Ashley Hlebinsky has a seriously cool job. In her role as Curator in Charge of the Cody Firearms Museum at Buffalo Bill Center of the West, she oversees exhibits on weaponry from Wyoming’s pioneer days to the present. She’s also got a Master’s Degree in American History – and of course, she loves her whiskey. We sat down with her to talk history, her new Discovery Channel show Master of Arms, and being a bourbon bride.
With a resumé that includes three years at the Smithsonian National Firearms Collection and eight years at Buffalo Bill Center of the West, Hlebinsky was a natural choice when Discover began casting their latest reality competition. As one of three judges on Master of Arms, Hlebinsky uses her weapons expertise to judge contestants on their ability to quickly and accurately craft a variety of historical weaponry.
“So it’s a weapons making competition show. It’s basically a cooking show for guns, knives, and bows. Each of the eight episodes has three contestants, and they show up they could be bladesmiths, gunsmiths, blacksmiths – but they don’t know what they’re gonna get,” she explains.
“At the beginning of the competition, we have a quick draw and they’ve got a short challenge where they have to make a weapon in just a few hours in front of the judges. After they complete those, we take them for weapons testing, where we eliminate one of the contestants. The final two contestants go on to a larger challenge called the Master Build. That’s over a four day period in a workshop where they build the weapon they need to make.”
After the four days, weapons tester Nicholas Irving (who was a special operations sniper) puts the guns, blades, or bows through their paces. Judges Hlebinsky, Trenton Tye, and Zeke Stout meet to deliberate — and crown the winner of each episode Master of Arms. The prize isn’t just lip service — it comes with a generous purse of $10,000.
Weapons made will range in functionality and historic context, but some of Hlebinsky’s favorites will be a blend of a few of those things. “I’m not allowed to mention specific weapons made on the show, but some are really obscure. There are a lot of combination weapons on the show – a blade and a gun, or in that realm. People don’t realize how historically accurate those are, or that people even thought to make them. When you see early weapons technology, it’s not an exact science — if you have a gun from the 16 or 1800s you get one shot. If you fire that one shot, the reloading process is quite cumbersome, and it can take a long time. So if you’re in a close quarters combat situation, you need something else really quick because sometimes you don’t have time to reload. So combination weapons were really common early on in firearms technology so I think those types of things are something that will make viewers go ‘huh. I didn’t even know that was a part of weapons history.’”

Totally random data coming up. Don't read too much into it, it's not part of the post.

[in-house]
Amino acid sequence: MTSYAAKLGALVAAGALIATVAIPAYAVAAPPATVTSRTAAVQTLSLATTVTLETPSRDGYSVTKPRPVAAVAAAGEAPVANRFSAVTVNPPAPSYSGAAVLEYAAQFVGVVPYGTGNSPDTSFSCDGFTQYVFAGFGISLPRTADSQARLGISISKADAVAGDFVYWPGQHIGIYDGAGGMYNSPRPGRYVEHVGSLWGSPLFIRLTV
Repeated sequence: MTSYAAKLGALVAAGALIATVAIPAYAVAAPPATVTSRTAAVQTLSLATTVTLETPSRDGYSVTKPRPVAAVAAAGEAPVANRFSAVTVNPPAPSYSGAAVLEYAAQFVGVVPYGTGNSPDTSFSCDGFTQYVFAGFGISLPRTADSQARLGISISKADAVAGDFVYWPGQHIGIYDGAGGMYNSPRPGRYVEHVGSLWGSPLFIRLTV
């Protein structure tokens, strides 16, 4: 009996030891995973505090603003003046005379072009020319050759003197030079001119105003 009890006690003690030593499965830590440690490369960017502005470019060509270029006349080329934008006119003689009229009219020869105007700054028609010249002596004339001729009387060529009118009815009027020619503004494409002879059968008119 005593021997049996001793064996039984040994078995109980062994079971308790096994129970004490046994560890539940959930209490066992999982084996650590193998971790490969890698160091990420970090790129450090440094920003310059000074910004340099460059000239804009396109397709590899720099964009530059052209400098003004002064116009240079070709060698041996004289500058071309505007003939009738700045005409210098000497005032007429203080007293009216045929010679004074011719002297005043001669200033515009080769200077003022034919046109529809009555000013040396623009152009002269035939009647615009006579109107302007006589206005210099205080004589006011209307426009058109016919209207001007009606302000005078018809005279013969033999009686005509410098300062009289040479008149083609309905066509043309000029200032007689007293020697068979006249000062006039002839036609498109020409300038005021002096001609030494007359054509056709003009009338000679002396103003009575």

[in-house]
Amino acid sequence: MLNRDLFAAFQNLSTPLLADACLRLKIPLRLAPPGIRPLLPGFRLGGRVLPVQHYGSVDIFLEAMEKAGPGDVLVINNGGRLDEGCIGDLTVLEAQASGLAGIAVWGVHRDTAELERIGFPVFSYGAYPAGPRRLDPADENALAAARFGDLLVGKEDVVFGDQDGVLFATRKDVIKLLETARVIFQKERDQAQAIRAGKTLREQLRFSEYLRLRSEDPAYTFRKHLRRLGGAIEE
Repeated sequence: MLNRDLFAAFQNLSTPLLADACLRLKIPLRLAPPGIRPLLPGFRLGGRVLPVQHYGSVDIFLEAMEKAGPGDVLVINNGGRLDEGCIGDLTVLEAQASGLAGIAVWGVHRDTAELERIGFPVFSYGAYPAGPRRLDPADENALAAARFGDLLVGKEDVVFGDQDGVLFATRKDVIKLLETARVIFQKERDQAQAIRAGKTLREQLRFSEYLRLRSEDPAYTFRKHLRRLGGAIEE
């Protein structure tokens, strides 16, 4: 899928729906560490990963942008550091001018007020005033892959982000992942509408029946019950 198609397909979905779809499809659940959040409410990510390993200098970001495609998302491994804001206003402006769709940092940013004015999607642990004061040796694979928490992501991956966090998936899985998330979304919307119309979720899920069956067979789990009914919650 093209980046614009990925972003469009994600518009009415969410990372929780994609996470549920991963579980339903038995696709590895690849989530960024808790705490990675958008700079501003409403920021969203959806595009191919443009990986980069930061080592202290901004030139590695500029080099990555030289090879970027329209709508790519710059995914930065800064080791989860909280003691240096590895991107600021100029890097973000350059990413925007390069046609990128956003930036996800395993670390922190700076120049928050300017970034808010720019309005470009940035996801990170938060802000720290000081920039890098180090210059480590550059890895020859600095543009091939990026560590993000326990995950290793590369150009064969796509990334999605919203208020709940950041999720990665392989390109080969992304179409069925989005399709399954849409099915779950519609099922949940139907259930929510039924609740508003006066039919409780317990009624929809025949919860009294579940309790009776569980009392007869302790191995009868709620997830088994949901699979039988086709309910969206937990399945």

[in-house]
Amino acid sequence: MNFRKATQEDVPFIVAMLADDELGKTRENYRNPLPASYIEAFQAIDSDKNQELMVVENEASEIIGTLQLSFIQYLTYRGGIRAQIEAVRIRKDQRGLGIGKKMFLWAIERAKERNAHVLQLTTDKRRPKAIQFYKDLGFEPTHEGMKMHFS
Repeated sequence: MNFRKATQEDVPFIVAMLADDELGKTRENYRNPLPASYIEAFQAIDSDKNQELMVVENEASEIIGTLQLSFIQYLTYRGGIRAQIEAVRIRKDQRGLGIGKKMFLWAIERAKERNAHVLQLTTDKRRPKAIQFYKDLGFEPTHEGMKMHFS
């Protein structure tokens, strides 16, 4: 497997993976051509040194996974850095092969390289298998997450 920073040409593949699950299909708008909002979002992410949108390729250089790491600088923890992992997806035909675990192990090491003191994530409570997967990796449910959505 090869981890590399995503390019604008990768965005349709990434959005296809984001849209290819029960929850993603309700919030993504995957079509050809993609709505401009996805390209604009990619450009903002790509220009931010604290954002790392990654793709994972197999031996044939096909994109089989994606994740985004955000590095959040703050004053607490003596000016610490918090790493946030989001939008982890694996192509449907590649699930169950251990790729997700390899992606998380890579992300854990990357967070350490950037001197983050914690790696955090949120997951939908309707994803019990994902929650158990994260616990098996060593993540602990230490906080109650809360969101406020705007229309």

The weapons expert has some wise words about mixing business and pleasure. “Use the weapon first, and the whiskey second,” she stresses. She points to the long German tradition of Schutenzfest, a day-long shooting competition followed by an Oktoberfest-style beer festival.
When the Pittsburgh native isn’t filming in her home state of Pennsylvania, she’s busy planning a wedding to take place next month in December 2018.
”We’re having a whiskey tasting at the welcome dinner for our wedding. It’s a destination wedding, in Florida, so we’re making a whole weekend of it,” she tells us.
The welcome dinner is taking place in a warehouse full of Hlebinsky’s favorite things. A collection of two hundred tanks will line the walls in the warehouse, while guests sip whiskies from around the world and feast on BBQ. The guests will have to step outside to have a smoke – the cigars aren’t allowed in the warehouse, as the tanks are still functional (and fireable!).
Master of Arms premiers tonight, Friday November 2nd, at 10 pm ET/PT on the Discovery Channel. Click here to learn more!